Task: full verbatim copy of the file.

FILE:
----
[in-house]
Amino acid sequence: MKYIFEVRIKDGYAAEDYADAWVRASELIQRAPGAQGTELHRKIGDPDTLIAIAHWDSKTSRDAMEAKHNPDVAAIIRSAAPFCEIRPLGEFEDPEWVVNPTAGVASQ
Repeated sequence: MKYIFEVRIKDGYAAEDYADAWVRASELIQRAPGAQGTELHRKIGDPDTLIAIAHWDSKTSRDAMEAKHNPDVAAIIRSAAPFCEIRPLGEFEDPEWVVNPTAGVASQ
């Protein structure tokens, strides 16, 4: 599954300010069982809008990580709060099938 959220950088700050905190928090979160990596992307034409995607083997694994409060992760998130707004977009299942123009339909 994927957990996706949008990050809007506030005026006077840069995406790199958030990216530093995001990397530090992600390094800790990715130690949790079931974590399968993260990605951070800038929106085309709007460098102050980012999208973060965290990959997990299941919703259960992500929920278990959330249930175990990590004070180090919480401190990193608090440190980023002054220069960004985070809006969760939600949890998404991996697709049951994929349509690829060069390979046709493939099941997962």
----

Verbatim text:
[in-house]
Amino acid sequence: MKYIFEVRIKDGYAAEDYADAWVRASELIQRAPGAQGTELHRKIGDPDTLIAIAHWDSKTSRDAMEAKHNPDVAAIIRSAAPFCEIRPLGEFEDPEWVVNPTAGVASQ
Repeated sequence: MKYIFEVRIKDGYAAEDYADAWVRASELIQRAPGAQGTELHRKIGDPDTLIAIAHWDSKTSRDAMEAKHNPDVAAIIRSAAPFCEIRPLGEFEDPEWVVNPTAGVASQ
């Protein structure tokens, strides 16, 4: 599954300010069982809008990580709060099938 959220950088700050905190928090979160990596992307034409995607083997694994409060992760998130707004977009299942123009339909 994927957990996706949008990050809007506030005026006077840069995406790199958030990216530093995001990397530090992600390094800790990715130690949790079931974590399968993260990605951070800038929106085309709007460098102050980012999208973060965290990959997990299941919703259960992500929920278990959330249930175990990590004070180090919480401190990193608090440190980023002054220069960004985070809006969760939600949890998404991996697709049951994929349509690829060069390979046709493939099941997962």